Mississippi Passes Nation’s Third ESA Bill

Published April 20, 2015

After a lengthy legislative session and multiple amendments, Mississippi became the third state in the nation to pass an education savings account (ESA) bill, which will allow disabled students a state-funded scholarship account to customize individual learning tracks.

Senate Bill 2695 would establish the Equal Opportunity for Students with Special Needs (EOSSN) program. EOSSN would allow customization of education for disabled students by directing funds into parents’ hands while reducing the average annual spending per disabled pupil to $6,500, the maximum amount of each scholarship. The program will allow 500 students to access funds in its first year and will allow a total of 1,000 students in its second year.

Currently, only 23 percent of Mississippi special-needs students graduate high school.

Reflects Renewed Interest in ESAs

Education scholarship accounts, also known as education savings accounts, have been available for years in federal-government forms, such as Coverdell Education Savings Accounts, but state-funded programs are a newer phenomenon.

Sen. Nancy Collins (R-Tupelo) proposed SB 2695 because she says similar programs in Arizona and Florida prove ESAs provide quality educational opportunities for those who have access to them.

Foundation for Excellence in Education Chief Executive Officer Patricia Levesque says she supports Mississippi’s new legislation.

“All students should be afforded every opportunity possible to achieve success in school and life, and parents should be the key decision makers,” said Levesque. “The Equal Opportunity for Students with Special Needs Act recognizes this by allowing parents to customize individual education and therapy plans for their children with special needs.”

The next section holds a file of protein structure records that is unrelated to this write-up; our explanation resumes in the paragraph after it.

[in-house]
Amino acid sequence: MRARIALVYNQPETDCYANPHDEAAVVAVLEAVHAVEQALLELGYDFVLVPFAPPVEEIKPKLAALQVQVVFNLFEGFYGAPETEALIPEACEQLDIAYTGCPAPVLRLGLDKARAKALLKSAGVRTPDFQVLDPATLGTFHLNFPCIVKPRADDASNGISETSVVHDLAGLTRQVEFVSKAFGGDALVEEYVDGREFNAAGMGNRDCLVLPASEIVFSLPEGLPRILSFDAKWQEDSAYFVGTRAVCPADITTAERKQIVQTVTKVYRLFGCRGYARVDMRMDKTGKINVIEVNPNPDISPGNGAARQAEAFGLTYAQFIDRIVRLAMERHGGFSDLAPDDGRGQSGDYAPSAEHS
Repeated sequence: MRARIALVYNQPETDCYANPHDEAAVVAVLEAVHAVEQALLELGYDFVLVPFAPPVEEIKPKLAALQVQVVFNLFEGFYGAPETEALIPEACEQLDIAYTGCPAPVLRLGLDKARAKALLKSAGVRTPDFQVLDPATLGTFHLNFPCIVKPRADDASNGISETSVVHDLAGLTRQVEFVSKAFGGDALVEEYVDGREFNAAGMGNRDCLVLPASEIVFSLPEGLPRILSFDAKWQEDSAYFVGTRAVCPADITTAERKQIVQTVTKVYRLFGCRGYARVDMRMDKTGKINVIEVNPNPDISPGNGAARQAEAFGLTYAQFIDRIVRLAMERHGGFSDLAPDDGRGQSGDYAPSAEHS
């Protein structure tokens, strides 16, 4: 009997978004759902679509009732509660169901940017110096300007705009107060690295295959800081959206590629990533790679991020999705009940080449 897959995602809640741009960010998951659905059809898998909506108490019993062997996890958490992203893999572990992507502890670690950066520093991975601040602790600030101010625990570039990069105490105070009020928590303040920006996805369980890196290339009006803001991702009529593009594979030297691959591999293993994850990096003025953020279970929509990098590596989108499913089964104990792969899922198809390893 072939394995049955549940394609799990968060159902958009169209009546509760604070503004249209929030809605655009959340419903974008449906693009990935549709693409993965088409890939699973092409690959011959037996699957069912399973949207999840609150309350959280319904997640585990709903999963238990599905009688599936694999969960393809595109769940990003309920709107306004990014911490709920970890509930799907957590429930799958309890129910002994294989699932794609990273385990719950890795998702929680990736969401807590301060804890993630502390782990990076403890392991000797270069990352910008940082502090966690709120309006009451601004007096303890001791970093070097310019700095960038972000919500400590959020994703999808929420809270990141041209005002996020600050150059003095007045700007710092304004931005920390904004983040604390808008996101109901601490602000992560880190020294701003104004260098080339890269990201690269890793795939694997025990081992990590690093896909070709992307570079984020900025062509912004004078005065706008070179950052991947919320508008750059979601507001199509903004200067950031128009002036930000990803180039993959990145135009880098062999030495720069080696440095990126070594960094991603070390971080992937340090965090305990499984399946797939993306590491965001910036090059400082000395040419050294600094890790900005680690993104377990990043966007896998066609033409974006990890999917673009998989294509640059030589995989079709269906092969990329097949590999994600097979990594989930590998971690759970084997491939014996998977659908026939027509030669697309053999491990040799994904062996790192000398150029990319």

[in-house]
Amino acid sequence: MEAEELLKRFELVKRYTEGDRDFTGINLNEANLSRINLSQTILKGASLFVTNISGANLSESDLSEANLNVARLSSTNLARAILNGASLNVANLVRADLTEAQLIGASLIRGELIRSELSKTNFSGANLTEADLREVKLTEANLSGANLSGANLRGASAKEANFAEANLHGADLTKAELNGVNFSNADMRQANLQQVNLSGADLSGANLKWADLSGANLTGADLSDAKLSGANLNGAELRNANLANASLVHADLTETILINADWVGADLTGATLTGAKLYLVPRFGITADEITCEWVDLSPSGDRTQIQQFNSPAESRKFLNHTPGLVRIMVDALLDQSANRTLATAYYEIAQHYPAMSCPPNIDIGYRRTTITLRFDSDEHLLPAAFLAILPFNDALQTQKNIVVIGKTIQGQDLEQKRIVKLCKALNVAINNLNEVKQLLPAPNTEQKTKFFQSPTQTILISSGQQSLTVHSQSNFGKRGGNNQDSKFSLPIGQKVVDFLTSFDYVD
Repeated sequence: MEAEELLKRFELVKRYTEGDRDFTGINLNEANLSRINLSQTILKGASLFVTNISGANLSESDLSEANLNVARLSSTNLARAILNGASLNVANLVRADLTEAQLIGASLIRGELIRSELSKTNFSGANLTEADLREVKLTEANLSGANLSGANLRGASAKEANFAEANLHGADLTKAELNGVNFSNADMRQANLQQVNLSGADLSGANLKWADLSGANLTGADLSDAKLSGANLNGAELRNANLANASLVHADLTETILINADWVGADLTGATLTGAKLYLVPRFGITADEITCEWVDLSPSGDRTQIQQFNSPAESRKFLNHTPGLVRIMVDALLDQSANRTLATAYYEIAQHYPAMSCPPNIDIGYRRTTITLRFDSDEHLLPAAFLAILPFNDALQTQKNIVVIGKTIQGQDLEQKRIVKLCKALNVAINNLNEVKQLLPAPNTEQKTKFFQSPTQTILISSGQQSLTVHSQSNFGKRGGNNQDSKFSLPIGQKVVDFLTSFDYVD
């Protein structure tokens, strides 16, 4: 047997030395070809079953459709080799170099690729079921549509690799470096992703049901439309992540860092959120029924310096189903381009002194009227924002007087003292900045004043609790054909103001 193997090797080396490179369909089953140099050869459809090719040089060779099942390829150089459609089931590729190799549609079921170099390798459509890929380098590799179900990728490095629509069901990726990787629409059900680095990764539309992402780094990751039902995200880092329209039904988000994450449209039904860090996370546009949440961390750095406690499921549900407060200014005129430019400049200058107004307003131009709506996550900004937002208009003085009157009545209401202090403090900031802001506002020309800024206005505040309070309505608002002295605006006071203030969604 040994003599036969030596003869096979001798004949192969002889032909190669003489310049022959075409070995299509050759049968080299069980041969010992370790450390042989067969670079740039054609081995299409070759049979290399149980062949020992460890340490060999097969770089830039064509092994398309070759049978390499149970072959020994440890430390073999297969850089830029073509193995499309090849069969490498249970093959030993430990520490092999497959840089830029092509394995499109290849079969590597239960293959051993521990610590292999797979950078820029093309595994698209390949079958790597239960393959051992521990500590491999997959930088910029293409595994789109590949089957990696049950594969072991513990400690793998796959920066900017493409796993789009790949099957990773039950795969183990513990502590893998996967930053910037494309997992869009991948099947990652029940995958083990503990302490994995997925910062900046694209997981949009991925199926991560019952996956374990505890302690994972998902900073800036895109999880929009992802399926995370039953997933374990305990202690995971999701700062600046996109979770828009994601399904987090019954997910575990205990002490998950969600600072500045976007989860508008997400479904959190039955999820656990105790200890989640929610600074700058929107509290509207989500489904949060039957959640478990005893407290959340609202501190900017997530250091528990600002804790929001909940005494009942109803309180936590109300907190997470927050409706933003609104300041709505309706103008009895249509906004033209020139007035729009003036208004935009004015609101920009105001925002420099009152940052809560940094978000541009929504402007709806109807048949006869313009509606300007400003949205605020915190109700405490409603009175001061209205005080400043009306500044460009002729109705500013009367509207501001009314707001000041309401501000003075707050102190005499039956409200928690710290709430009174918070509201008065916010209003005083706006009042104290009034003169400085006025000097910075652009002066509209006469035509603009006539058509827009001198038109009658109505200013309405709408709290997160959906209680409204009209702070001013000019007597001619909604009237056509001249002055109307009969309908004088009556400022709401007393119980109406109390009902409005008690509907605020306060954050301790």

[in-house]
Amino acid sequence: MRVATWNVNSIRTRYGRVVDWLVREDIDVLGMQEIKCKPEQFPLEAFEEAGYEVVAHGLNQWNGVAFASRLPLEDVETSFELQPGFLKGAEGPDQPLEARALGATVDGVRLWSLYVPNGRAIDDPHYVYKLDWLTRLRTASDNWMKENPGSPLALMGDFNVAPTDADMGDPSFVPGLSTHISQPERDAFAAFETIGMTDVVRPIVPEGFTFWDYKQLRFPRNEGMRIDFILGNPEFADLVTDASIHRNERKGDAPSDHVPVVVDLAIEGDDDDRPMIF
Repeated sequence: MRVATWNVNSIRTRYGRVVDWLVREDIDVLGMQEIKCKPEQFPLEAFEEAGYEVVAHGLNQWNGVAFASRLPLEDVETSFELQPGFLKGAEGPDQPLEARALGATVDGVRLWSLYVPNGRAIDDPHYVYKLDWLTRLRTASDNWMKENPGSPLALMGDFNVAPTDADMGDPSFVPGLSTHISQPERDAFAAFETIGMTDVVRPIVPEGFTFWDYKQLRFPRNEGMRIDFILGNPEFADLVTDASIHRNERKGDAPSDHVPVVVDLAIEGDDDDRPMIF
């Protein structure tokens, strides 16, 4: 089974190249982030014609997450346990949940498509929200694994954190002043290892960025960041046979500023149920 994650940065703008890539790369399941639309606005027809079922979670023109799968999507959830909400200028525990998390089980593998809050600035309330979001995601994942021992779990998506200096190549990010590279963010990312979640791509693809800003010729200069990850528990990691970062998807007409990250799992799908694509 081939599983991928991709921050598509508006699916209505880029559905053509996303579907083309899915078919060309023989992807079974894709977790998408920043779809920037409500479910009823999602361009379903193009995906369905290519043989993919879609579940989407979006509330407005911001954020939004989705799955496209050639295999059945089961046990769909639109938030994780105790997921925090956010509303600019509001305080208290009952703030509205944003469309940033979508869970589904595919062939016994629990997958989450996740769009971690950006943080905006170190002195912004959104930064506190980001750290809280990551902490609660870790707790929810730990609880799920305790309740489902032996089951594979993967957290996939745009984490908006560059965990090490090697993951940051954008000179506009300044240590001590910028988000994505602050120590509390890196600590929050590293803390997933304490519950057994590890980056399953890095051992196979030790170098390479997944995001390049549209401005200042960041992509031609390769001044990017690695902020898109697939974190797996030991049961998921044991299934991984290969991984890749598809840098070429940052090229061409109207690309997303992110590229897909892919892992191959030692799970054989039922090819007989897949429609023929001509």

Successful Grassroots Campaign

In 2014, a similar bill died on the Mississippi House floor. The 2015 version of the bill passed following the implementation of several amendments and a lengthy pre-session campaign.

“We went to work immediately building support for this initiative at the grassroots level,” said Grant Callen, founder and president of Empower Mississippi. “We hosted discussion groups with special-needs parents all over the state and worked district by district to build local support. One by one, legislators heard the outcry from parents and began to support the bill.”

Gov. Phil Bryant (R), Lt. Gov. Tate Reeves (R), and House Speaker Philip Gunn (R-Clinton) worked to convince individual legislators to pass SB 2695, Callen said.

“Gov. Phil Bryant has been an enthusiastic supporter of this bill from day one,” Callen said. “He advocated for it [in 2014], talked about it this year in his State of the State address, and worked this year to help secure the votes for its passage.”

“Mississippi became the third state in the nation to empower the parents of students with special needs, providing them with a broad array of educational choices,” Reeves said in a statement. “For two years, we fought to give these students an opportunity at an education that best fits their needs. I congratulate the parents and students who worked so hard to pass this important next step in Mississippi’s education reform efforts.”

Awaiting Governor’s Signature

Bryant signed SB 2695 into law on April 16.

“Gov. Bryant is a school choice supporter and a great champion for this special-needs ESA program,” Callen said. “I think if we prove that the ESA model can work for meeting the educational needs of students with special needs, legislators may want to consider expanding this program to other underserved students. This program was intentionally small in scope at the start … But whether it’s ever expanded or not, for those families who choose to participate, I’m confident it’s going to be a life-changer.”

Ashley Bateman ([email protected]) writes from Alexandria, Virginia.

Image by Jennifer Cowley.